Some Tips for Digital Nomad Families in Chiang Mai
Here are a few key tips from a spread of digital nomad family moms and dads that I’ve encountered along in Chiang Mai, Thailand;
- It’s common for digital nomad families to use Airbnb or get free accommodation via Trusted Housesitters because home-style amenities are a lot more kid-friendly than hotels and guest houses
- Buy any plastic items which come into contact with food or children’s mouths (like baby bottles, soothers, certain toys, plastic containers) in your home country; Many plastic items for sale in Asia contain traces of lead and/or leech harmful chemicals
- Don’t over pack; there are a lot of safe ways to entertain your kids wherever you are, and over time your kids won’t need to be coddled or constantly entertained like they may have back home
- Scope out Chiang Mai Ram Hospital immediately, don’t wait for an emergency – Make sure they carry all of the medications your child needs, ask about vaccinations, etc. so your child can stay on cycle with kids back home in developed countries, while staying current with whatever additional vaccinations they need to live safely in Asia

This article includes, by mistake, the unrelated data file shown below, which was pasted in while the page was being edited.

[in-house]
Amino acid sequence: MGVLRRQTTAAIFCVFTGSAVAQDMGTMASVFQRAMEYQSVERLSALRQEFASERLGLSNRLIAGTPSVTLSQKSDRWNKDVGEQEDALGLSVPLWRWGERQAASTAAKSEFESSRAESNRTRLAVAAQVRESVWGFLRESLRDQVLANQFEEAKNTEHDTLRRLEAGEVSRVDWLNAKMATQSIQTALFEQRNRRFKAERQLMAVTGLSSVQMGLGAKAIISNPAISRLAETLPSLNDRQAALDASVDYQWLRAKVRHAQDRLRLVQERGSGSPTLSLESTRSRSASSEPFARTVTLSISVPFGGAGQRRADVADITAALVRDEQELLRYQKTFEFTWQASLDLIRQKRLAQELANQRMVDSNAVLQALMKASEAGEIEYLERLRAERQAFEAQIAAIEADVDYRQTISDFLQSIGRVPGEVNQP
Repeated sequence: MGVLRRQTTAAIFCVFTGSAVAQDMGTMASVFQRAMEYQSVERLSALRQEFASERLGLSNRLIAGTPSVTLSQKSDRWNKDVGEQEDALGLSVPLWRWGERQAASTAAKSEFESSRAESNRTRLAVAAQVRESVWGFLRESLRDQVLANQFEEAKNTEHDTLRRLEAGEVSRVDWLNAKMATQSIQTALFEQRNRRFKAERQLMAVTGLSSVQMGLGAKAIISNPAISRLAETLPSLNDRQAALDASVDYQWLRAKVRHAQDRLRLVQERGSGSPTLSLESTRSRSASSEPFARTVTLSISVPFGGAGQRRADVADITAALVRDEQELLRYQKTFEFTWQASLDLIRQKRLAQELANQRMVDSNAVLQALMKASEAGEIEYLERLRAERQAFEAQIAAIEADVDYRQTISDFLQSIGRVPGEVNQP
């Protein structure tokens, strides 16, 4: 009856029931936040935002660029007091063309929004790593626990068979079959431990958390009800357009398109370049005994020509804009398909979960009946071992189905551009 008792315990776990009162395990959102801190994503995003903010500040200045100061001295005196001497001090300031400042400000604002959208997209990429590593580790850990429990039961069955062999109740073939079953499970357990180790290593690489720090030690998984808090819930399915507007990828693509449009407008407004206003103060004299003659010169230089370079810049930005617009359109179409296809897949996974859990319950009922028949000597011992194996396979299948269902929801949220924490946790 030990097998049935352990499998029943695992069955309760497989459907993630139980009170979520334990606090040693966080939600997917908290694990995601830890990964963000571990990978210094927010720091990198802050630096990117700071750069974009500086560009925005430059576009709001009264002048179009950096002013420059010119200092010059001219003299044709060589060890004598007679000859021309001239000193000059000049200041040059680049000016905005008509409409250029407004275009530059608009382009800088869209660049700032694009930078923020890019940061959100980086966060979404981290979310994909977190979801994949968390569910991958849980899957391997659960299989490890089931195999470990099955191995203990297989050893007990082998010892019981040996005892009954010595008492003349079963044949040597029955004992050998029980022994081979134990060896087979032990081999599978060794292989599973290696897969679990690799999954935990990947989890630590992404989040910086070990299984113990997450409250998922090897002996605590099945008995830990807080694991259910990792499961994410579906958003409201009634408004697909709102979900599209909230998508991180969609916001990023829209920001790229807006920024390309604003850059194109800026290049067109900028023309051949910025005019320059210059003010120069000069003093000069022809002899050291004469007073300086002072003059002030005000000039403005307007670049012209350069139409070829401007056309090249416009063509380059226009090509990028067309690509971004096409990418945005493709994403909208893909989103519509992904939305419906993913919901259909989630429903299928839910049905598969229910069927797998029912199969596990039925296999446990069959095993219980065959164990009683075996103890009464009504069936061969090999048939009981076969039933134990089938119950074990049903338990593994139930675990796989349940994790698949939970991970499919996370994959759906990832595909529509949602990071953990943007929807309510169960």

- International schools can be quite costly while local bilingual schools can also provide excellent education and care for your children at a greatly reduced cost
- Bring one central “comfort item” for your child, instead of the whole toy box (and don’t lose it!)
- Kids don’t have life expectations; Don’t worry, they won’t feel like they’re missing anything and you shouldn’t either
Schools in Chiang Mai
Here are a handful of schools to get you started; the one at the top of the list is a school that a personal friend of mine took his children to. It’s a quality school and is much more affordable than the international schools I list after it.
Wichai Wittaya Bilingual School
264/1, Chang Klan Road, Nong Hoi, Mueang Chiang Mai
You can view information on Thai Visa here.
American Pacific International School
158/1 Moo 3 Hangdong-Samoeng Rd., T. Banpong, A. Hang Dong, Chiang Mai
You can find more information here.
Prem Tinsulanonda International School
234 Moo 3, T. Huay Sai, A. Mae Rim, Chiang Mai
You can find more information here.
Any Tips and Advice You’d Like to Share?
Let everyone know in the comments; your contribution will help to enrich the digital nomad parental experience for thousands of our monthly readers!
And while you’re at it –stick around; there’s plenty of actionable advice on Hobo with a Laptop for nomad families, too. It won’t be too long before we have a nomad kid of our own!
We’ve got more Chiang Mai digital nomad posts, check ’em out!